Ma recommends that children are taught skills such as independent thinking, values and team work. The challenge remains how such approaches can be deployed across the educational system without increasing the burden on teachers. Many teachers already feel underpaid and under-appreciated, so the addition of currently extra curricula approaches may seem onerous.
Perhaps what we need to see is a new approach to teaching today, less focused on drilling in the right answers and more on understanding the importance of questioning, flexibility of thought and collaboration. This moves the focus onto adapting and improving thinking and learning which is not just an important skill for pupils, but teachers as well.
One of the things that Professor Alex Moore points out in his book The Good Teacher, is that it’s difficult to be specific about what makes a good teacher because that oversimplifies what are an incredibly complex mixture of issues and skills. And it’s this recognition of complexity as a good thing that we need to bring back to the forefront of education.
The issue of social media and digital literacy has dominated many recent discussions, with a focus on teaching children to manage their involvement in such environments. Isn’t it more important to teach children the more fundamental skill of assessing this information? Giving pupils the ability to be comfortable with complexity, understand how to think about difficult questions and contextualise them, helps them deal better with the ‘real world’.
Such an approach also provides the framework on which children can build the ability to, if not control the environment around them, gain agency, resilience and social skills. This can build up children’s ability to work creatively and collaboratively, developing the intellectual humility to understand that no one needs to “be right”. Given the nature of the modern world, these are essential life skills.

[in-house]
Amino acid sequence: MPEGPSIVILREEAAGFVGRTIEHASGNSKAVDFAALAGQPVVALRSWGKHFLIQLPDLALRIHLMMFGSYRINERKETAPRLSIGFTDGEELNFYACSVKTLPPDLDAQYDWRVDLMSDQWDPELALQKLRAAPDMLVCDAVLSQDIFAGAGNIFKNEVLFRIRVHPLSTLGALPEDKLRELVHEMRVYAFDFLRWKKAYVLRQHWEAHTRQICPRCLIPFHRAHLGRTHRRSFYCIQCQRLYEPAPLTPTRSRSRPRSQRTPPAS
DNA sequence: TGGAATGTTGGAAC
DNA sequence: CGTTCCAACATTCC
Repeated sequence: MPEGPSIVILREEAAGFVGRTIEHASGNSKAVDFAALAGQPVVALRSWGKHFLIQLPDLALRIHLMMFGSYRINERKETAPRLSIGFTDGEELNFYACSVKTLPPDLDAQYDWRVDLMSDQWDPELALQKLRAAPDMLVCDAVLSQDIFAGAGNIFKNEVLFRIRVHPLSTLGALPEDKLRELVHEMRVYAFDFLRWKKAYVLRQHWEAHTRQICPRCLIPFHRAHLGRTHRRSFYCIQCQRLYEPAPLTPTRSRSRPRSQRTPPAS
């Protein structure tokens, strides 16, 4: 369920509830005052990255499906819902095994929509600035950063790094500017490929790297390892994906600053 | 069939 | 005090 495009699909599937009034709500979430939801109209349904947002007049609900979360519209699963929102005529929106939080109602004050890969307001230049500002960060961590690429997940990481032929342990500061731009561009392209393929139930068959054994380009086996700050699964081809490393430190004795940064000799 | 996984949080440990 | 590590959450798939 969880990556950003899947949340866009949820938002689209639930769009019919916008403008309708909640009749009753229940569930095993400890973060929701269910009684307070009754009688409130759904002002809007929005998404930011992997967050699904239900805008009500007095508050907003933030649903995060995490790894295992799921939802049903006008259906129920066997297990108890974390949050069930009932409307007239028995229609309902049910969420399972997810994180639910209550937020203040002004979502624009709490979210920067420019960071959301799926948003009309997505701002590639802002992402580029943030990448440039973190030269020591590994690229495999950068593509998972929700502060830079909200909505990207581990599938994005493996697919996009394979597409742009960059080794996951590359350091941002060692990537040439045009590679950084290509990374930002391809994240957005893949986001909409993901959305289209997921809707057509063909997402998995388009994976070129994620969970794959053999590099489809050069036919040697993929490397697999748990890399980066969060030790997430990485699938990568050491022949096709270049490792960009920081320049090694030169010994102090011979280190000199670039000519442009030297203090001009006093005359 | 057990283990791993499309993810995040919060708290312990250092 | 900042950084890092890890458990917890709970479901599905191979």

Deborah Brentzman talks about teaching being a process of becoming and we need to see education as a sector where teachers and students are always in the process of becoming. And part of this is the recognition, for both teachers and students, that they are not working alone. Recognition of the negative impact of feeling isolated is growing for pupils but teachers need to build their networks as well.
Teachers are increasingly nervous about sharing concerns, with potential career opportunities and the possibly negative impact of sharing a problem with colleagues. Given the ‘messy complexity of the classroom’ perhaps it’s time that we looked at the ‘messy complexity’ of teaching and find ways to bring teachers together to explore and grow, away from the prescriptive nature of achieving standardised attainment tests for children.
Today’s educational culture is focused on outcomes rather than instilling a sense of wonder and opportunity, which can have a negative effect on pupils and teachers. We encourage teachers and pupils not to succumb to the apparent strictures of the current curriculum but to suffuse every lesson with discussion, teamwork, creativity and choice.
It’s famously been said that if you get used to conformity, your ability to think autonomously and relate to others will be seriously limited. Perhaps if we can find a way to use what’s messy, we can put collaboration, critical thinking and creativity back at the heart of education.